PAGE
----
John Buchanan has recently found himself another little job to fill the supposed gap that comes with retirement; but it seems that he is far busier now with his various activities then when he was working on the farm. As both a new Board member and Chairman of Ord Land and Water John is enjoying the experience of learning the ropes and adding his own experience to his new positions. John came to town with his wife Pat twenty one years ago from Biloela in central Queensland, looking for the challenge and rewards a new irrigation area offers. He worked for the Department of Agriculture and as a farm manager initially, prior to buying a large block of which he successfully farmed on packsaddle. He has since retired to his mango farm in 1998. His interests outside the farming sector have always revolved around service to the community. This is demonstrated by his current roles in Rotary, the Hospital Advisory Committee and as a Shire Councillor. When asked to prioritise what part of the Ord Land and Water Management Plan he has the greatest interest in John believes that the Land and Water components are slightly higher on his scale but also rates the town and conservation components very highly as all four components must be linked for meaningful broad scale progress to be made. What’s important is that sustainable development happens across the whole spectrum of community activities but does not repeat the mistakes of the past. From a community perspective John is a believer in the old style values where people have the motivation and willingness to invest time and effort back into the community to make it a better place for all. Local issues that are important to John are ensuring there is a balance in the allocation of land for different interest sectors through proper planning and finding a means to secure cheaper rates of water to encourage better usage within the town. For the future John believes that agriculture and tourism will continue to grow and hopes that they grow together complimenting each other’s strengths. He sees Ord Land and Water’s role in this future as a means by which the community can ensure that the health and diversity of the river is protected as a sustainable draw card for both tourism and community use.

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Lily Creek

Lily Creek committee formed

The wave of letters to the editor and public debate about the Lake Kununurra foreshore seems to have subsided leaving a promising outcome. The issues and public debate stirred a number of people in our community into putting their names forward to be part of a committee to coordinate the development of a plan for the foreshore. Last Wednesday this committee met for the first time to address committee membership, terms of reference for the group, begin review of the many previous plans and studies that may be relevant and start considering what will be the process for the plan development.

The committee will comprise everyone who expressed an interest in being on the committee also a councillor and representative from the Dept of Environment. People with specialist skills and information will be invited to attend as required. The Shire will facilitate meetings and provide administrative support to the committee.

The plan will focus on Reserve 41812, including that part of it near the Race Club and Rodeo Grounds. Consideration will also be giving to the unallocated crown land on the foreshore between Lilly Creek and the Race Club. Guiding principles will be established for the remaining areas of foreshore on Lake Kununurra. The plan will be presented to Council and other relevant Government bodies for endorsement, upon completion (later this year?).

In developing a plan for the foreshore, the committee will:

  • review previous studies and plans
  • coordinate the community consultation and input to the plan development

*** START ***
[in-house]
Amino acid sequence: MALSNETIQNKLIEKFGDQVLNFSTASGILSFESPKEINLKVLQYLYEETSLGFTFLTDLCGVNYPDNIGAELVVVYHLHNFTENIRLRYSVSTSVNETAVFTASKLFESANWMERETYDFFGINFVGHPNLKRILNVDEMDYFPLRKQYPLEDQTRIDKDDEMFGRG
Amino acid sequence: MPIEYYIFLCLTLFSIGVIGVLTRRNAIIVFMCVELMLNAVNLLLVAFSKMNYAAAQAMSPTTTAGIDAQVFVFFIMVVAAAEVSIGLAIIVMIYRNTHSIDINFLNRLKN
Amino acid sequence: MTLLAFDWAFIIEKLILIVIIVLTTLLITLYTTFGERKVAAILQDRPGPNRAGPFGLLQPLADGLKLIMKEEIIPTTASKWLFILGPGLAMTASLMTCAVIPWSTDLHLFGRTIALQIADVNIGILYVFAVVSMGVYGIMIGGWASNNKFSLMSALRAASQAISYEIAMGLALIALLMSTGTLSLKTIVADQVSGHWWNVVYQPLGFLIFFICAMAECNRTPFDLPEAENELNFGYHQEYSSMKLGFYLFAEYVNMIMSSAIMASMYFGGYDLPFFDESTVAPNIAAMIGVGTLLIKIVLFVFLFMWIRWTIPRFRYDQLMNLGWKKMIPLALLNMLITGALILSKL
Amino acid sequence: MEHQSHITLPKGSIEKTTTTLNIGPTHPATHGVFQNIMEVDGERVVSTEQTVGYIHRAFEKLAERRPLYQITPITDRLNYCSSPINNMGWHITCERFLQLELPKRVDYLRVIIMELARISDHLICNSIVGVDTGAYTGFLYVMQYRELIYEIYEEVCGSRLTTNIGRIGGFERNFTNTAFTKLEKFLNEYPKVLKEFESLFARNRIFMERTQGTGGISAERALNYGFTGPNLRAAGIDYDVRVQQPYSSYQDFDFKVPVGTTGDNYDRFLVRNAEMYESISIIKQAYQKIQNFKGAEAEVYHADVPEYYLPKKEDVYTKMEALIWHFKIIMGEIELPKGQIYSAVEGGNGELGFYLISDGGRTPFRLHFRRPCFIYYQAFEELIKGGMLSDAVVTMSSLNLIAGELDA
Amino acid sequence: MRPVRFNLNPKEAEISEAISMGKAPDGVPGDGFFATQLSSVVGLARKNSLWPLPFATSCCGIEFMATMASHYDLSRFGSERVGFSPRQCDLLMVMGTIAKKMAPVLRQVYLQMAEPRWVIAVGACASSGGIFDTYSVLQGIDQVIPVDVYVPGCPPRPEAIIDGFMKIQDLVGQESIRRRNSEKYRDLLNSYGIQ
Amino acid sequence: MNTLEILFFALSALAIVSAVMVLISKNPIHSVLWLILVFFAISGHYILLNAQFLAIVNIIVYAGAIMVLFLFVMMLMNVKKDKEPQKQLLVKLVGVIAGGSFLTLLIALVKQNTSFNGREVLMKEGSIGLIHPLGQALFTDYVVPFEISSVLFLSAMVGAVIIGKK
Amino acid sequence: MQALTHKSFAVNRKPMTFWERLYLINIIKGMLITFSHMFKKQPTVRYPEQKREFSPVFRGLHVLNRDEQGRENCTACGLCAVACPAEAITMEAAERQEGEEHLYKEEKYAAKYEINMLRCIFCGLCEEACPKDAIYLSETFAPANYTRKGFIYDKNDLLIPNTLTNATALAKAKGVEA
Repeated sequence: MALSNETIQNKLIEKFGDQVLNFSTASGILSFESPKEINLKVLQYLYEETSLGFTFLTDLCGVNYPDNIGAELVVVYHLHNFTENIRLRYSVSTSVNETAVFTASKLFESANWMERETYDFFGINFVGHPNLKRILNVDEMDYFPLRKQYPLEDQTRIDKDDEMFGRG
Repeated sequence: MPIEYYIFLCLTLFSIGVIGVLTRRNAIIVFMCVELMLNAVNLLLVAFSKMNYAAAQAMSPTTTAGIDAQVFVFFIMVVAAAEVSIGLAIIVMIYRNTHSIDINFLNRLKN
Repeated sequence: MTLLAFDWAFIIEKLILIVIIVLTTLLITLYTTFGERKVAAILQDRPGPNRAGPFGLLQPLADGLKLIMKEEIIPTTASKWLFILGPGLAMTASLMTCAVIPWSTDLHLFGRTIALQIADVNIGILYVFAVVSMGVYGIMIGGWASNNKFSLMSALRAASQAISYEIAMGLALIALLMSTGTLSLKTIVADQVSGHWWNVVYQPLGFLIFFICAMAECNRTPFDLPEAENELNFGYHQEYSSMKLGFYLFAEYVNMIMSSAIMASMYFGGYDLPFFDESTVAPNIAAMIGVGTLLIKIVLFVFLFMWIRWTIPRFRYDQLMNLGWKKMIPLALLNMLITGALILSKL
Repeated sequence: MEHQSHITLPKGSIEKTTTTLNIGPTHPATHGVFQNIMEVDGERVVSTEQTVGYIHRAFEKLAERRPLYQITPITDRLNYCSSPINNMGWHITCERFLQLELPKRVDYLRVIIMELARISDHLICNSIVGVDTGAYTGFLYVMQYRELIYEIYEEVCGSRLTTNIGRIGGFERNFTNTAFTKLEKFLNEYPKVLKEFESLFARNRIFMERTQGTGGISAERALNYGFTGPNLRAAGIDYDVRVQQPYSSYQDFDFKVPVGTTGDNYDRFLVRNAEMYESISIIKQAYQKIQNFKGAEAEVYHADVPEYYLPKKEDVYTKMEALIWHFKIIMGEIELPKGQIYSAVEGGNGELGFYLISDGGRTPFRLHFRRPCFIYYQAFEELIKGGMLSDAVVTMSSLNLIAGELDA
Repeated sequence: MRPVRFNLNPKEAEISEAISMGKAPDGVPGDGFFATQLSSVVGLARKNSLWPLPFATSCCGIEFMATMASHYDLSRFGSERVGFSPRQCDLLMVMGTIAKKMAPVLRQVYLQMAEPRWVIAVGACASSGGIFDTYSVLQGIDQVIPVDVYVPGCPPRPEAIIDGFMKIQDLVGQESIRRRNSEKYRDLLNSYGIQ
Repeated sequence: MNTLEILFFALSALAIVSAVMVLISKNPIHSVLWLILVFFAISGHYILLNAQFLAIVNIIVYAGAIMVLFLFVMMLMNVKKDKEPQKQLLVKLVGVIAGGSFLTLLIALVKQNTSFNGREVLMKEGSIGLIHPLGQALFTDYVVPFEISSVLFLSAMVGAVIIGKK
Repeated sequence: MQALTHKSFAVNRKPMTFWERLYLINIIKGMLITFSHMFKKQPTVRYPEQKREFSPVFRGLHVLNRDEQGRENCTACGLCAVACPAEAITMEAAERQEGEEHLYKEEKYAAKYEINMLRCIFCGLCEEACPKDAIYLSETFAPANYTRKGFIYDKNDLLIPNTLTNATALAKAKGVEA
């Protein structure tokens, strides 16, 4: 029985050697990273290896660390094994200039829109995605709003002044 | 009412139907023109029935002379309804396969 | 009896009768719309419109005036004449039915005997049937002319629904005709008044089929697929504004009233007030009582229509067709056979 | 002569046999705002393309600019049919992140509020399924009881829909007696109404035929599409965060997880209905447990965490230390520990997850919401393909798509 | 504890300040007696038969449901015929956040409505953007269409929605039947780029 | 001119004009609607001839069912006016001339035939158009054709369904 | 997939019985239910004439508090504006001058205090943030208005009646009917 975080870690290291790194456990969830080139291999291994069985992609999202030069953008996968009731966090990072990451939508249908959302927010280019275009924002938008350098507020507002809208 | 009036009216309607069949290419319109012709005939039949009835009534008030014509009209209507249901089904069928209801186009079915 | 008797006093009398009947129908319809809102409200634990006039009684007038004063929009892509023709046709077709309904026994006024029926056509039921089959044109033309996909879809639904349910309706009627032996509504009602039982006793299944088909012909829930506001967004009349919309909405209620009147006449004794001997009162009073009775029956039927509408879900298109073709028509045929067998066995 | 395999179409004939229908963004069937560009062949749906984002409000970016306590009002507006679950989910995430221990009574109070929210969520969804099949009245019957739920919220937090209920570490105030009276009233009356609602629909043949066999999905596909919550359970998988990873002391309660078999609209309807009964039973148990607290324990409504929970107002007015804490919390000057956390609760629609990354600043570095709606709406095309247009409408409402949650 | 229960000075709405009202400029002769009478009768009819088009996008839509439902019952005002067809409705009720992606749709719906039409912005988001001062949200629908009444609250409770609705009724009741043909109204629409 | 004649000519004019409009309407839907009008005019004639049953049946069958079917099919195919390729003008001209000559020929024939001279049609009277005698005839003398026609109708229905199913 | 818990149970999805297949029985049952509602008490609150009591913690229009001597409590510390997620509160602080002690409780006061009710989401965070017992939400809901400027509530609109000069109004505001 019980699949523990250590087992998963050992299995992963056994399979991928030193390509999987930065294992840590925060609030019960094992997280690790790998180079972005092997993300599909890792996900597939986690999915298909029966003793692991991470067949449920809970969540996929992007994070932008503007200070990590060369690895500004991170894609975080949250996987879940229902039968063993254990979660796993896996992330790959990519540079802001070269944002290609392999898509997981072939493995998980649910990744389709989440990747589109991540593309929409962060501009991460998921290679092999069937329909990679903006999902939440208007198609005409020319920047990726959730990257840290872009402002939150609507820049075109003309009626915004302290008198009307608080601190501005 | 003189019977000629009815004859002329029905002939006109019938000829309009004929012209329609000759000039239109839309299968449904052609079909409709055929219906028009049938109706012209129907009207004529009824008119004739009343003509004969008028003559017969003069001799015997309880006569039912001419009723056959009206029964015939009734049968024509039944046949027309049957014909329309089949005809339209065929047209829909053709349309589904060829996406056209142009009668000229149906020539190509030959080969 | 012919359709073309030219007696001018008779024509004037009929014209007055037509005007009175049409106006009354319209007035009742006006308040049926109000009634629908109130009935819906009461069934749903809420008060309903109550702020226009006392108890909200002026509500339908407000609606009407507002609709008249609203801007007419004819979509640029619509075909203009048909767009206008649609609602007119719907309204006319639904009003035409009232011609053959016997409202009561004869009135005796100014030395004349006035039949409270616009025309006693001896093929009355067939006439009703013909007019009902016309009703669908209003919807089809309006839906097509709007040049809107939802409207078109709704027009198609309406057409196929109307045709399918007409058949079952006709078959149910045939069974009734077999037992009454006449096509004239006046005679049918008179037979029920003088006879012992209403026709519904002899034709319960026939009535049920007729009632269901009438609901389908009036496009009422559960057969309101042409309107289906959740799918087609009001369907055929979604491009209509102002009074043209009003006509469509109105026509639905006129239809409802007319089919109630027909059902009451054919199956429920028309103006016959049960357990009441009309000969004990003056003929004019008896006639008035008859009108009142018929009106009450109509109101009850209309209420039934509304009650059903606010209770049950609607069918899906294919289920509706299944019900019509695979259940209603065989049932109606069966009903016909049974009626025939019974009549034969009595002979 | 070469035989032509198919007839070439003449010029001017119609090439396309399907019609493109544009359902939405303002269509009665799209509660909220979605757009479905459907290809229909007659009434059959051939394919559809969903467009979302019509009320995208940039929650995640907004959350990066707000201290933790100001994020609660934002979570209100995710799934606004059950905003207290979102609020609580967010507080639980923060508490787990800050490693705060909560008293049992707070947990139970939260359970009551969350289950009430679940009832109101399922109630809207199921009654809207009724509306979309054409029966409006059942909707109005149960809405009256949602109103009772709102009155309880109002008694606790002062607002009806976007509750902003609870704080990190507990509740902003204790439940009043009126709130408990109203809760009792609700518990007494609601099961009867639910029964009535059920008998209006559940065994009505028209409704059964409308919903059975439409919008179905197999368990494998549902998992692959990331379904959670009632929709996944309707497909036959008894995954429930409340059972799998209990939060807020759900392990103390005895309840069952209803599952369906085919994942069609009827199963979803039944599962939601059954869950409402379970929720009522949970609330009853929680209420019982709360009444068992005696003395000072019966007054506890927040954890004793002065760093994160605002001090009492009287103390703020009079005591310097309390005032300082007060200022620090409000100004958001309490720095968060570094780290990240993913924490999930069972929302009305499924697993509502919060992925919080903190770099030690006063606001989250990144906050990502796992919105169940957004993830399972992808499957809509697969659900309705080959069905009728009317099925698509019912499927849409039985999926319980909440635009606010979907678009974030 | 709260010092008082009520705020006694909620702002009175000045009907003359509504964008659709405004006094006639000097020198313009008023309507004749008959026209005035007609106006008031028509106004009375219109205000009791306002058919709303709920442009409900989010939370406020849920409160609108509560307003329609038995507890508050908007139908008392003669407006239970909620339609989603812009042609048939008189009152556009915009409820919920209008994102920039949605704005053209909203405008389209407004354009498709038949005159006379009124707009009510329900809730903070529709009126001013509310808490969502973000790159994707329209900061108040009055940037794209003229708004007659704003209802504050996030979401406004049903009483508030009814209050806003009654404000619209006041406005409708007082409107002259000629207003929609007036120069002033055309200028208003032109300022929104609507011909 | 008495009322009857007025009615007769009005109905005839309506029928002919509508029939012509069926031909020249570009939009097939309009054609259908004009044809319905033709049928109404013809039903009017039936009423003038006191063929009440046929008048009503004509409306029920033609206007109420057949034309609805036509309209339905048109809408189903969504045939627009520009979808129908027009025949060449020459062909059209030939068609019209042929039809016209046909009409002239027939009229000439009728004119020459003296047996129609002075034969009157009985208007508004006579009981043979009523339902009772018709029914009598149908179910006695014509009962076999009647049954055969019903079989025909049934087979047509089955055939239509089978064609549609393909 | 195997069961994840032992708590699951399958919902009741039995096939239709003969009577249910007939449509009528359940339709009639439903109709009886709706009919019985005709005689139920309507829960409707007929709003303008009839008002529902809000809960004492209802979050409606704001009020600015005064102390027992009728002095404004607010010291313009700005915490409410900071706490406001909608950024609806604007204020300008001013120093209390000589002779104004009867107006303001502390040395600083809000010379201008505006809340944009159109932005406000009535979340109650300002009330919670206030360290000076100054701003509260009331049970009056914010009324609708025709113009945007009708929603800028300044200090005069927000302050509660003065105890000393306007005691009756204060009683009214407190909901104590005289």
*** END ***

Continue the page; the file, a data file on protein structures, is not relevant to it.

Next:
• identify current and future issues pertaining to foreshore management and development
  • analyse development and management options
  • document the communities preferred directions for the future use and/or development of the foreshore.

There was strong sentiment that this project be community driven (via the committee) with reference where necessary to government departments. There are many relevant studies and plans that have been done over the last 20 years, few of which have had much ‘on ground’ impact. The lack of community involvement and subsequent endorsement of these is likely to be a key reason for these plans now collecting dust on shelves. The committee agreed they want this planning process is to deliver something that stays off the shelf and guides future development and use of the foreshore. To do this, they need you to be aware of, and have input to, the planning process.

The committee meets again on April 13 to discuss how to go about developing the plan – how they will get input from all interest and user groups of the Lake on what are the issues, development options etc. It is likely there will be a variety of ways in which the community will be invited to participate. In the meantime if you have any ideas or suggestions that may help this process or want to raise issues you feel must be addressed, please talk with one of the committee members or put your thoughts in writing to the Shire for ‘Attention, Foreshore Planning Committee’.

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Pesticide trial Ord Land

Pesticide Project's final trial

The final experiment of the Ord Land and Water – CSIRO pesticide project was carried out on a sugar cane crop in October of 2004. The experiment looked at the ability of PAM (Polyacrylamide) to reduce the movement off the paddock of the very soluble chemicals currently in use such as atrazine. Earlier experiments showed that PAM when used whilst irrigating could quite effectively reduce the movement off paddock of chemicals that attach themselves to soil particles.

Farmers also wanted this experiment to see if PAM pushed pesticides further into the soil profile and potentially into the groundwater. Whilst farmers are keen to pick up on any new technology that will improve water quality they are mindful that in some cases answers to problems create their own.

In a summary of the results it was shown that PAM didn’t prevent any atrazine moving off the paddock, however neither did it move the chemical deeper into the soil profile. The use of PAM in this experiment did reduce the movement off farm of soil by 58%.

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Latest News

25th Anniversary Landcare grants 2014-15

Ord Land and Water has been successful in gaining a $20,000 grant to map and control the weed lantana on properties just to the north of Kununurra. Lantana is a highly invasive weed and has infested many areas in Queensland and NSW.» More